Lakers' development proves more important than wins
One of the biggest dichotomies greets the Lakers when they start a two-game trip against the Miami Heat and Orlando Magic on Thursday.
It has nothing to do with Coach Mike Brown's feelings -- or lack thereof -- about coaching against Heat forward LeBron James. It has nothing to do with whether the Lakers should remain satisfied with Andrew Bynum or covet Magic center Dwight Howard. It has everything to do with how the Lakers (10-5) develop.
Bynum said the Lakers need at least one win in the Lakers' two-game set that begins Thursday at Miami (9-4). Guard Derek Fisher said the back-to-back set provides "two good tests for us." And Brown went into cliche mode when he said he sees every game as equally important.
The reality: The Lakers' postseason success won't hinge on which seeding they earn or how many wins they accumulate. It will turn more on how quickly the Lakers develop and how healthy they remain.
The health part remains hard to chart considering Kobe Bryant's ability to play through a torn ligament in his right wrist and because no one knows whether Bynum will avoid another injury. So we're left to analyze how the Lakers are developing.
"We're a big-time work in progress," Fisher said. "We're still trying to develop and create what our identity will be as a team that plays for Coach Mike Brown."
Earning a win against Miami or Orlando would show that the Lakers can contend with a playoff-caliber team. A win would improve the Lakers' 1-4 road record. But neither game will provide much clarity about the Lakers' incomplete identity.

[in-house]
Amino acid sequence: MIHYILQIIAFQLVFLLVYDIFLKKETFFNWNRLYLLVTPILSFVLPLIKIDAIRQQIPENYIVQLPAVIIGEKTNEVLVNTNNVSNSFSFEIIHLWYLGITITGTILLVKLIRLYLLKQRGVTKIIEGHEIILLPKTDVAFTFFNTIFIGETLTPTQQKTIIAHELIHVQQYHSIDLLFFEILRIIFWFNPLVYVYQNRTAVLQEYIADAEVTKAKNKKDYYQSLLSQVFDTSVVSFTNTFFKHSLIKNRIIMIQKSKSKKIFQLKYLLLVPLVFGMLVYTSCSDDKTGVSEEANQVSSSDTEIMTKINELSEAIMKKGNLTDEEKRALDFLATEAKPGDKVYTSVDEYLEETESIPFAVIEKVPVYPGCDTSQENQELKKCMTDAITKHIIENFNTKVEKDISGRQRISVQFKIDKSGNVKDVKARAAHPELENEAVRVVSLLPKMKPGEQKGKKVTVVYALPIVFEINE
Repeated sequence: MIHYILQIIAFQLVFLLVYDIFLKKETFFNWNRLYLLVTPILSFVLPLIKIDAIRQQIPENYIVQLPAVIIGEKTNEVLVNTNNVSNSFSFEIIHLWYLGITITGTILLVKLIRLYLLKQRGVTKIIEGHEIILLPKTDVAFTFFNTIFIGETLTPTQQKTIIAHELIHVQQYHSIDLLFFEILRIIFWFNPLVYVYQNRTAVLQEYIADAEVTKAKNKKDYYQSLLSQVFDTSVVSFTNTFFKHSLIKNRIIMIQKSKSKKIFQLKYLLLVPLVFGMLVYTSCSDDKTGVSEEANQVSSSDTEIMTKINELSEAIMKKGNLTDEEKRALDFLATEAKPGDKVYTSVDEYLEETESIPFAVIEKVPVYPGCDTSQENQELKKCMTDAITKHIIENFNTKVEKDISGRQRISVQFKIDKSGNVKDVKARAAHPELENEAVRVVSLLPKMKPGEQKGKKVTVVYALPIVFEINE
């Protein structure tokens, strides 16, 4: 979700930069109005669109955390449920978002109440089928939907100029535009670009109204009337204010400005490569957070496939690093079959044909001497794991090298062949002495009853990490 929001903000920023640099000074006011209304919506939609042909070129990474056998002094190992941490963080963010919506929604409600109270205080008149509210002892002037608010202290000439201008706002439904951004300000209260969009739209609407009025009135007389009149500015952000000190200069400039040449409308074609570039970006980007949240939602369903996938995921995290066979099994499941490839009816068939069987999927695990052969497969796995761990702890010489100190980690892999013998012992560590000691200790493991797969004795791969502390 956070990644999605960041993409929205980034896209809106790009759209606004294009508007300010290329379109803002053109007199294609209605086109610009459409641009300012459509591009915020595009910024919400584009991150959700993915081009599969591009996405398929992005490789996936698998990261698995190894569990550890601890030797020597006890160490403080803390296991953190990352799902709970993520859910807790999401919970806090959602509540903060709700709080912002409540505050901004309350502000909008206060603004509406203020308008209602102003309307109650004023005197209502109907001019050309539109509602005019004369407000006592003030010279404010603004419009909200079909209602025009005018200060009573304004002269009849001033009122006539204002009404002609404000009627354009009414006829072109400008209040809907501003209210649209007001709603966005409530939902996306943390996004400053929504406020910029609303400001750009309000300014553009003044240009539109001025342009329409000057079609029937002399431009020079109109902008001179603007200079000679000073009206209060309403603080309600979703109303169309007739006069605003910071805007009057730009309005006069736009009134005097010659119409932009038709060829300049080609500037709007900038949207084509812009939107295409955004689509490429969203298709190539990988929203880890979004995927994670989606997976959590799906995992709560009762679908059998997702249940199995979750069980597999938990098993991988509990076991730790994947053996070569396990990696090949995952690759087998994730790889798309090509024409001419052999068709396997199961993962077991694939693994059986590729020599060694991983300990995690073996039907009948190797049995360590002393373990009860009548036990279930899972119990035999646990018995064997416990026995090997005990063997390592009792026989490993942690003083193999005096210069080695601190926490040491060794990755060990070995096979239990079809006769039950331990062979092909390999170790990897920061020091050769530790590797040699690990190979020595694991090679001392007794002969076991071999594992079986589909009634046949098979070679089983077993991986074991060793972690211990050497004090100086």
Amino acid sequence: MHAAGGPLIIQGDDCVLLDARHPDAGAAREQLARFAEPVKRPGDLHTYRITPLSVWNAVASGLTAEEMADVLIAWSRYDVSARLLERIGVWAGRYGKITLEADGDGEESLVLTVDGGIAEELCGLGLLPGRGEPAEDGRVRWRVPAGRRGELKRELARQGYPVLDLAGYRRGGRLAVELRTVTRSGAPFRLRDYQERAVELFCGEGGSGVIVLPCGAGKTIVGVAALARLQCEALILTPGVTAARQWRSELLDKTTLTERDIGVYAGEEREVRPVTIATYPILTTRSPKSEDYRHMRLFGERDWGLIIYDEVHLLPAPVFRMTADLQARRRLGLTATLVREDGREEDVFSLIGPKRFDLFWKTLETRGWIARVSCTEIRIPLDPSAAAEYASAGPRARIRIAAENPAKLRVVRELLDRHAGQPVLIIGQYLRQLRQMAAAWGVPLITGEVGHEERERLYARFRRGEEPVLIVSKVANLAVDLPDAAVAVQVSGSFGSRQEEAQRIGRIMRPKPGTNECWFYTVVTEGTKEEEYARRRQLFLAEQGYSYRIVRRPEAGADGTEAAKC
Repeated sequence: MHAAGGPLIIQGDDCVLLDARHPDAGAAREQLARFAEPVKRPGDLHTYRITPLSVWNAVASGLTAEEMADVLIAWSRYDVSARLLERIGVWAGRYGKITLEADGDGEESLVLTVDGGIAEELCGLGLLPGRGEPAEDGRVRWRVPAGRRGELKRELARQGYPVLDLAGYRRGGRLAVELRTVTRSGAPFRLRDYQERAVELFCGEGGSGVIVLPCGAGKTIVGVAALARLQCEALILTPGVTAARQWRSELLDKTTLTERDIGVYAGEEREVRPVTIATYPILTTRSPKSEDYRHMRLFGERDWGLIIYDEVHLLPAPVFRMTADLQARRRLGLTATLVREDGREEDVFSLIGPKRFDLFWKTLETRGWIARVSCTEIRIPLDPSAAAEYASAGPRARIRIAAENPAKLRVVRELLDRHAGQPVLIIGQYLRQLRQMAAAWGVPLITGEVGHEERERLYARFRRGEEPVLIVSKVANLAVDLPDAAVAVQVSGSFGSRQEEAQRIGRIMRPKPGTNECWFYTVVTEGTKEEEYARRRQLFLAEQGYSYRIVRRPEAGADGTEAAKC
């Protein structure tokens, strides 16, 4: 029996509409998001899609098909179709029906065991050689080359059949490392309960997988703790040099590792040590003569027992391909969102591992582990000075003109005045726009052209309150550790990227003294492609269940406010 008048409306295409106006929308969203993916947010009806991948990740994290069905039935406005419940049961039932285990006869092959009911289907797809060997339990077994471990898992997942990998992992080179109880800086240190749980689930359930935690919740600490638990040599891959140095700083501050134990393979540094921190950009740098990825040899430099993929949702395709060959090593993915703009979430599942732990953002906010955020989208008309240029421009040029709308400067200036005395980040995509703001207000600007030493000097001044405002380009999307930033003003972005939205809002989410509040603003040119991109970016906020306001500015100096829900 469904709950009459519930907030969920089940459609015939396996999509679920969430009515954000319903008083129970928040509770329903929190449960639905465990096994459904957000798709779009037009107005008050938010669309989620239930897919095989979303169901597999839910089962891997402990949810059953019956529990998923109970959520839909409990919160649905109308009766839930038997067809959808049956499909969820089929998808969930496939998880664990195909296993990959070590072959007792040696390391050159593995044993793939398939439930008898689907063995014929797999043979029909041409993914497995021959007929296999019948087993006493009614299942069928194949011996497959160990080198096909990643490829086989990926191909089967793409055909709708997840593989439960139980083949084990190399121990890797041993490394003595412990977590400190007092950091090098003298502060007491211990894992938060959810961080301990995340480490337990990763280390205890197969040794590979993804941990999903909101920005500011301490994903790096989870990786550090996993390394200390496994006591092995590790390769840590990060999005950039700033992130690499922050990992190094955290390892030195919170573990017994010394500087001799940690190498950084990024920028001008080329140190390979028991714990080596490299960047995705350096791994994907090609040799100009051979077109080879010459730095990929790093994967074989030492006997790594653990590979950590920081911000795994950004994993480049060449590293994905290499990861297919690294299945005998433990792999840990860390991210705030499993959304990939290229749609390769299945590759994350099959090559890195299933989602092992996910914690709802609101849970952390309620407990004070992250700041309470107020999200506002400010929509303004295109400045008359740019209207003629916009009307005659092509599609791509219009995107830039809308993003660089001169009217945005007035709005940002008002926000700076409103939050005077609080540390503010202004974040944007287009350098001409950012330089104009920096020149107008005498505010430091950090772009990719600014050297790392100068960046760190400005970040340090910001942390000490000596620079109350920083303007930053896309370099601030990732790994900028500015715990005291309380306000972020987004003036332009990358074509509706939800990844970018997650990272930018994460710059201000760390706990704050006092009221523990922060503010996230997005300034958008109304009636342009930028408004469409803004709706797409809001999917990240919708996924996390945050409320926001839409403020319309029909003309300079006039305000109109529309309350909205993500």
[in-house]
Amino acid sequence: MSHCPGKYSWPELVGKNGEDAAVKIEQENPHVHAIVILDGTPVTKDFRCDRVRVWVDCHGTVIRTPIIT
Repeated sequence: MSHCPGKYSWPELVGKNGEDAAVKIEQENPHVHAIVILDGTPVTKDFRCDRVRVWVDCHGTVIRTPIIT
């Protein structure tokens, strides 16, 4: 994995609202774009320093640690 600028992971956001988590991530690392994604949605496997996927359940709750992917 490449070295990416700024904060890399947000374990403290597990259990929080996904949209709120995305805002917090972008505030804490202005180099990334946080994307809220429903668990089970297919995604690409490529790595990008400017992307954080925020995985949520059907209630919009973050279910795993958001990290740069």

At least, not anymore than what we've seen. That's because there are remarkable statistical similarities in the Lakers' wins and losses, includng points per game (94.1, 91.6), shooting percentage (46.6%, 44.1%), rebounds (46.4, 44.4) and assists (21.4, 23.3). There is a steep difference in the Lakers' wins and losses in three-point field goal percentage (28.7%, 17.9%), but neither statistic looks impressive.
The Lakers show their success mostly relies on defense when you measure the points per game given up in wins (99.2) and losses (84.5). But it's necessary to consider these variables in the Lakers' games against Utah (inexperience), New York (bad offensive chemistry), Memphis (no Zach Randolph) and Dallas (fatigue). Meanwhile, Bryant's four-game stretch in which he scored at least 40 points and Derek Fisher's game-winner against the Mavericks temporarily masked the Lakers' poor offense. And the Lakers hardly resembled their normal roster in the first four games without Bynum.
Adding two games to that small sample size might give the Lakers more answers. But not many.
"We could lose and do a lot of things right and play well, but it just wasn't our night or something like that," Brown said. "We could win and we could get lucky winning. We could hit shots out of our behind all over the place the whole time, and they could just be off. And I'd be just as hard on our guys if we win a game like that and we didn't do things the right way on both ends of the floor. I'd be just as tough on them as if we lost."
-- Mark Medina
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